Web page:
Kildow: We will win! The FIS will give Lindsey everything that she wants because she is entitled to it. We will also sue Tina Maze and the country of Slovenia for Lindsey's injury.
BB: I can possibly understand why Lindsey wants to sue the FIS. But what does Slovenia have to do with how the course was prepared? The course workers were Austrian and not Slovenian.
Kildow: Tina Maze won the gold medal, which was rightfully Lindsey's. This season Tina has been a big reason why Lindsey had stomach aches and depression. She is not only winning the overall globe, she is also stealing the glory that should have been Lindsey's for earning 2000 points in a season. Guess which country Tina is from? Slovenia. That whole country should be sued for producing a person who caused my sister such pain and suffering this season.
BB: (showing Laura a map of Europe) Can you show me where Slovenia is?
Laura: (pointing to Estonia) Right here! They just spell it differently than we do because they use the Russian alphabet and not the normal one.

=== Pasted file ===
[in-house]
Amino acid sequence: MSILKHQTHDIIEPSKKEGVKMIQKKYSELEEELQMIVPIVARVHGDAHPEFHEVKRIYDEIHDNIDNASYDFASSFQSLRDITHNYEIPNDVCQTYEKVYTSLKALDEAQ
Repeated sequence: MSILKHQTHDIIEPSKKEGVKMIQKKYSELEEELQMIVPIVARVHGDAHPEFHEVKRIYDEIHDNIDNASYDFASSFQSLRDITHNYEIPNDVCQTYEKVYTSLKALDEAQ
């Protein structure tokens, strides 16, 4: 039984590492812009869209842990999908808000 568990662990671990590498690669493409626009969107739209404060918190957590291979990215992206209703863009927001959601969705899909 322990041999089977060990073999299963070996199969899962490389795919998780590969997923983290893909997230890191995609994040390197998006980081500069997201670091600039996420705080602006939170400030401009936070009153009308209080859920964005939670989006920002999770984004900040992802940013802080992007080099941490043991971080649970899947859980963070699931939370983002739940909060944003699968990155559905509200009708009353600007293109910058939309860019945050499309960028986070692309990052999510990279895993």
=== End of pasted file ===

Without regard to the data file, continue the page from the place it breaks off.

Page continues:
BB: Ah, that must be why Slovenia is spelled E-S-T-O-N-I-A. (short pause) Other athletes also got injured in Schladming and they are not suing the FIS or Slovenia. They are back home recovering. They are also not making the rounds of talk shows.
Kildow: Nobody cares about them because they are not Lindsey Vonn.
BB: Lindsey does have a habit of blaming the course or the FIS when things don't go her way. At the 2010 Olympics she said that the conditions should not be so difficult. I guess the courses were hard for her because she failed to finish three out of her five races.
Kildow: As you recall, she also had a bruised shin and needed treatment with special Austrian cheese to heal it. That was very painful, almost as much as her belly aches and depression.
BB: In 2011 she said that the world championship course in Garmisch was unsafe, yet she still competed there with a concussion. Now she is saying that Schladming was unsafe. Do you sense a pattern here?